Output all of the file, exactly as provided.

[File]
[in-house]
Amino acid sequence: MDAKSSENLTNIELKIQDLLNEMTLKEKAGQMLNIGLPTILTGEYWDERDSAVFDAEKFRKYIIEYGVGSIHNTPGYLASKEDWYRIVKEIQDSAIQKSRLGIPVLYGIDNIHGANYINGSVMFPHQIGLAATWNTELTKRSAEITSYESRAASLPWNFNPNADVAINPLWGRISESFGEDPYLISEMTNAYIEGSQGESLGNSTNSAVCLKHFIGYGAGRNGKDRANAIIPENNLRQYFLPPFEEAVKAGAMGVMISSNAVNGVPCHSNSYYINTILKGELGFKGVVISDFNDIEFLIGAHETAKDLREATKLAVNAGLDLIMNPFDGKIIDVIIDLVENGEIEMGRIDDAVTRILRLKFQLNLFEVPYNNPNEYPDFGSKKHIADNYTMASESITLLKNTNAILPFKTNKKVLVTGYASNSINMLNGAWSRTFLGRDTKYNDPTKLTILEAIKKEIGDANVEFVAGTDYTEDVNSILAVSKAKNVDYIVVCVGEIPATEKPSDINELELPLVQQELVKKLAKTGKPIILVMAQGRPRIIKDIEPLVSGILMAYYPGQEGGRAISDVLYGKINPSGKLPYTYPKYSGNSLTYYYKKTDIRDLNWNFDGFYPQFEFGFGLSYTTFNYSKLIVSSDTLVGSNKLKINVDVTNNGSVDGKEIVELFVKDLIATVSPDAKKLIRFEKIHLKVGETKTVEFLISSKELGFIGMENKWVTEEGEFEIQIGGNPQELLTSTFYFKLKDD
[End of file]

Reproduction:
[in-house]
Amino acid sequence: MDAKSSENLTNIELKIQDLLNEMTLKEKAGQMLNIGLPTILTGEYWDERDSAVFDAEKFRKYIIEYGVGSIHNTPGYLASKEDWYRIVKEIQDSAIQKSRLGIPVLYGIDNIHGANYINGSVMFPHQIGLAATWNTELTKRSAEITSYESRAASLPWNFNPNADVAINPLWGRISESFGEDPYLISEMTNAYIEGSQGESLGNSTNSAVCLKHFIGYGAGRNGKDRANAIIPENNLRQYFLPPFEEAVKAGAMGVMISSNAVNGVPCHSNSYYINTILKGELGFKGVVISDFNDIEFLIGAHETAKDLREATKLAVNAGLDLIMNPFDGKIIDVIIDLVENGEIEMGRIDDAVTRILRLKFQLNLFEVPYNNPNEYPDFGSKKHIADNYTMASESITLLKNTNAILPFKTNKKVLVTGYASNSINMLNGAWSRTFLGRDTKYNDPTKLTILEAIKKEIGDANVEFVAGTDYTEDVNSILAVSKAKNVDYIVVCVGEIPATEKPSDINELELPLVQQELVKKLAKTGKPIILVMAQGRPRIIKDIEPLVSGILMAYYPGQEGGRAISDVLYGKINPSGKLPYTYPKYSGNSLTYYYKKTDIRDLNWNFDGFYPQFEFGFGLSYTTFNYSKLIVSSDTLVGSNKLKINVDVTNNGSVDGKEIVELFVKDLIATVSPDAKKLIRFEKIHLKVGETKTVEFLISSKELGFIGMENKWVTEEGEFEIQIGGNPQELLTSTFYFKLKDD